I think there was some thought years ago that you could have an airline pilot transition and fly for Virgin Galactic for a couple of years. I think the reality of that is flying a spacecraft involves a tremendous amount of acceleration and energy and you get those skills by years of experience in high performing aircraft, such as military fighters. We have an outstanding simulation where it feels like the real or handles like the real spaceship, but we can't simulate the acceleration and there's no place, even with the centrifuge, where you can properly simulate the flight profile. So, I think it's important that the pilots have a foundation that's based in years of experience in other aircraft where they've pulled tremendous loads and done other things and had to react to emergency situations countless times. If I was a president of a company, I'd be looking to hire test pilots who had years of experience in high performing aircraft.

A lot of people still think the earth is flat. Do you think space tourism flights can help these 'flat-earthers'?

The flat-earthers is a good one. They are people who just want to believe in conspiracies and you can't argue with them. No matter how much proof and data you have, there is enough junk science out there, stubbornness or unwillingness to see the truth, they'll never be convinced and they're probably not worthy enough to be put on a spaceship to get enlightened. But ignoring all that and instead concentrating on the majority, I think the beauty of space flight, it does allow you to see that the world is a smaller place without artificial borders and a fragile place that we need to protect. I think we do get that unique perspective from up high looking down. The more people who have that, maybe will develop more cooperation and understanding among the different cultures and races. We certainly see it when we combine forces with other countries at the international space station (ISS). Other countries themselves can be having tough times, but the actual astronauts and engineers who are working together find out that we all are more similar than we expected and everybody gets along fine. Eventually, politicians themselves will get along better.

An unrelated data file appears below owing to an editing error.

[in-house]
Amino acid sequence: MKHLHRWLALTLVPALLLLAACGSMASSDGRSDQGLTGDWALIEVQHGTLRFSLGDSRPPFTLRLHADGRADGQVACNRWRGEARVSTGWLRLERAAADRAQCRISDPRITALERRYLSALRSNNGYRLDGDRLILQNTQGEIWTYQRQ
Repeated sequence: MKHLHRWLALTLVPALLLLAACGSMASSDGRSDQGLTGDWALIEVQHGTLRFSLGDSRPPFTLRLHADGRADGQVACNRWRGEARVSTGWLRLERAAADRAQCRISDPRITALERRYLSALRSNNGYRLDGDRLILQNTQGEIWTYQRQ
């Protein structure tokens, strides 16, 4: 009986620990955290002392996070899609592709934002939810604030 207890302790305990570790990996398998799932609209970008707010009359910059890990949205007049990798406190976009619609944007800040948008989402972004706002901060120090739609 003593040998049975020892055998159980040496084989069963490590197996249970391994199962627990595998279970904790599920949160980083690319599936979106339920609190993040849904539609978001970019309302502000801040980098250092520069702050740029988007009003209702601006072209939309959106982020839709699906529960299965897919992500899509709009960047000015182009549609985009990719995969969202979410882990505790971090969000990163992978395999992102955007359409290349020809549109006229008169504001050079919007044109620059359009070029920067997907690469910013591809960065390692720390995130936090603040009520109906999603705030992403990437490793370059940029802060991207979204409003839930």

What's the next step for Virgin Galactic space tourism flights?

Well, hopefully, we'll see the pace pick up now as we transition from big steps of hard level of expansion to flight that demonstrates repeatability and fine tuning them. In the meantime, we are going to continue to manufacture this on spaceships. So, once they are ready to enter commercial service, they can do so at a rate that enables to start getting down to the large list of customers who have already reserved flights. As soon as that seems to be going well, then, we will be clamouring to build even more spaceships in white knight - motherships - as we set up additional paces of operations around the world and hopefully we'll see one in Abu Dhabi. I was there a couple of years ago and had some meetings on that and it's really a cool place.